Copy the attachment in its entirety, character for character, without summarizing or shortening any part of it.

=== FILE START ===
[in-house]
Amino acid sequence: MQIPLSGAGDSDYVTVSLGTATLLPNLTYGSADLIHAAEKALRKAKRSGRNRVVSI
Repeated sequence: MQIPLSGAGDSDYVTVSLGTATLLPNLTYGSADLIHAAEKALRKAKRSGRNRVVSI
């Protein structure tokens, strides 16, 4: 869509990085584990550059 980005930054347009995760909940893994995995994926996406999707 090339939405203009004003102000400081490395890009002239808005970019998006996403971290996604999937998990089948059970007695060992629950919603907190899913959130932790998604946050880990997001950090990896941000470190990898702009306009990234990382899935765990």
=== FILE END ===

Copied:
[in-house]
Amino acid sequence: MQIPLSGAGDSDYVTVSLGTATLLPNLTYGSADLIHAAEKALRKAKRSGRNRVVSI
Repeated sequence: MQIPLSGAGDSDYVTVSLGTATLLPNLTYGSADLIHAAEKALRKAKRSGRNRVVSI
């Protein structure tokens, strides 16, 4: 869509990085584990550059 980005930054347009995760909940893994995995994926996406999707 090339939405203009004003102000400081490395890009002239808005970019998006996403971290996604999937998990089948059970007695060992629950919603907190899913959130932790998604946050880990997001950090990896941000470190990898702009306009990234990382899935765990």